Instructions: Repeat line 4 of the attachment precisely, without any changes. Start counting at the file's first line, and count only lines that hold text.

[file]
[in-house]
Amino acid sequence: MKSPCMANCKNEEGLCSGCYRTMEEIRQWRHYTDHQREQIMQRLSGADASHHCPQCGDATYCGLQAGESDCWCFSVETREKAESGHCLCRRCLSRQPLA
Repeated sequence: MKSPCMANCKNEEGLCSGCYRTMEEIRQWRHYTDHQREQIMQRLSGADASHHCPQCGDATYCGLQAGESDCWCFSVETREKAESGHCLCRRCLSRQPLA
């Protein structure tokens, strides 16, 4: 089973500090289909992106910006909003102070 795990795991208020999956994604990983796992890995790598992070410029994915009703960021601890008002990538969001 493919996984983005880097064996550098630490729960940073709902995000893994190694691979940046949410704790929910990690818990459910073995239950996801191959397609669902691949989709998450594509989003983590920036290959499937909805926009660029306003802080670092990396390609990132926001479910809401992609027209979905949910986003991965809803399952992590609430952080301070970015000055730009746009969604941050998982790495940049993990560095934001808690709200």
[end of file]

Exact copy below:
């Protein structure tokens, strides 16, 4: 089973500090289909992106910006909003102070 795990795991208020999956994604990983796992890995790598992070410029994915009703960021601890008002990538969001 493919996984983005880097064996550098630490729960940073709902995000893994190694691979940046949410704790929910990690818990459910073995239950996801191959397609669902691949989709998450594509989003983590920036290959499937909805926009660029306003802080670092990396390609990132926001479910809401992609027209979905949910986003991965809803399952992590609430952080301070970015000055730009746009969604941050998982790495940049993990560095934001808690709200």